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There may be "pie in the sky when you die" but how the pie is dished out on the ground has considerable existential relevance.
~ Eric Wolf

Pies are baked dishes which are usually made of a pastry dough casing that completely contains a filling of various sweet or savoury ingredients. Sweet pies may be filled with fruit (as in an apple pie), nuts (pecan pie), brown sugar (sugar pie) or sweetened vegetables (rhubarb pie). Savoury pies may be filled with meat (as in a steak pie or a Jamaican patty), eggs and cheese (quiche) or a mixture of meat and vegetables (pot pie).


  • PIE, n. An advance agent of the reaper whose name is Indigestion.
  • He that hath eaten a bear-pie, will always smell of the garden.
  • Our Transatlantic cousins are very fond of apple-pie. It is consumed to a large extent all over the country. Not raised apple-pie; but flat, and with a paste that is invariably very coarse and indigestible. You have a triangular-shaped slice put on your plate, and (in some parts of America) if you do not want to be singular you will eat it with a bit of cheese, Yorkshire fashion. As an American lady once graphically put it:
    "Apple-pie without cheese
    Is like a kiss without a squeeze."
    • Walter Gore Marshall, Through America: Or, Nine Months in the United States (1882), p. 99.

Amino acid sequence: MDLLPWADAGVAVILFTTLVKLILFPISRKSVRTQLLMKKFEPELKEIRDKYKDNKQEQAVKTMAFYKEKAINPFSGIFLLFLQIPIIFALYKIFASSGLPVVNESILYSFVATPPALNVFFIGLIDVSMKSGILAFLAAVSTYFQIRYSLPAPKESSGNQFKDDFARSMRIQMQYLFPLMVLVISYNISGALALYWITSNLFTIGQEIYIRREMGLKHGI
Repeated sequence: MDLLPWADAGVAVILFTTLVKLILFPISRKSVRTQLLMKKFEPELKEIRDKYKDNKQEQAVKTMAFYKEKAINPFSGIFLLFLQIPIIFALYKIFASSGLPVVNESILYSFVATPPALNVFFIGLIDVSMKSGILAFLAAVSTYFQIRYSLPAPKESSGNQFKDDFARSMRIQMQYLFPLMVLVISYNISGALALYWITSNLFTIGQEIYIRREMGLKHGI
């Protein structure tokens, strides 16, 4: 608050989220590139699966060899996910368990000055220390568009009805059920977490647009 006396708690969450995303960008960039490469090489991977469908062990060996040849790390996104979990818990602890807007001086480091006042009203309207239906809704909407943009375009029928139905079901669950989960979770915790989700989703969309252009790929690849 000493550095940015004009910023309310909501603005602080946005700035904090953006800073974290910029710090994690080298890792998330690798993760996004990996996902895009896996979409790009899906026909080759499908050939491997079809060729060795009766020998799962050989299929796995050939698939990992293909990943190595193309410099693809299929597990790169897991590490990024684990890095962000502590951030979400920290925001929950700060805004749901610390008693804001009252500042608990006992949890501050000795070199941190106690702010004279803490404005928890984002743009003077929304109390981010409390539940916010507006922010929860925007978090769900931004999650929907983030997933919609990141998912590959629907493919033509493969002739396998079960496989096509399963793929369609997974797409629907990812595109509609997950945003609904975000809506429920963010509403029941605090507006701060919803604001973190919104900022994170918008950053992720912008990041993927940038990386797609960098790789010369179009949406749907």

• On the independence of irrelevant alternatives: Morgenbesser, ordering dessert, is told by the waitress that he can choose between apple pie and blueberry pie. He orders the apple pie. Shortly thereafter, the waitress comes back and says that cherry pie is also an option; Morgenbesser says "In that case I'll have the blueberry pie."
  • If you have goals and the stick-with-it-ness to make things happen, people will feel threatened by you, especially if your goals don’t include them. They believe that if you take a piece of pie, then that leaves less pie for them. Seeing you follow your dreams leaves them realizing that they’re not following theirs. In truth, there is unlimited pie for everyone!
  • The future... seems to me no unified dream but a mince pie, long in the baking, never quite done.
    • E. B. White, in Harper's Magazine (December 1940), and reprinted in his One Man's Meat (1942). Widely misattributed to Edward Young.

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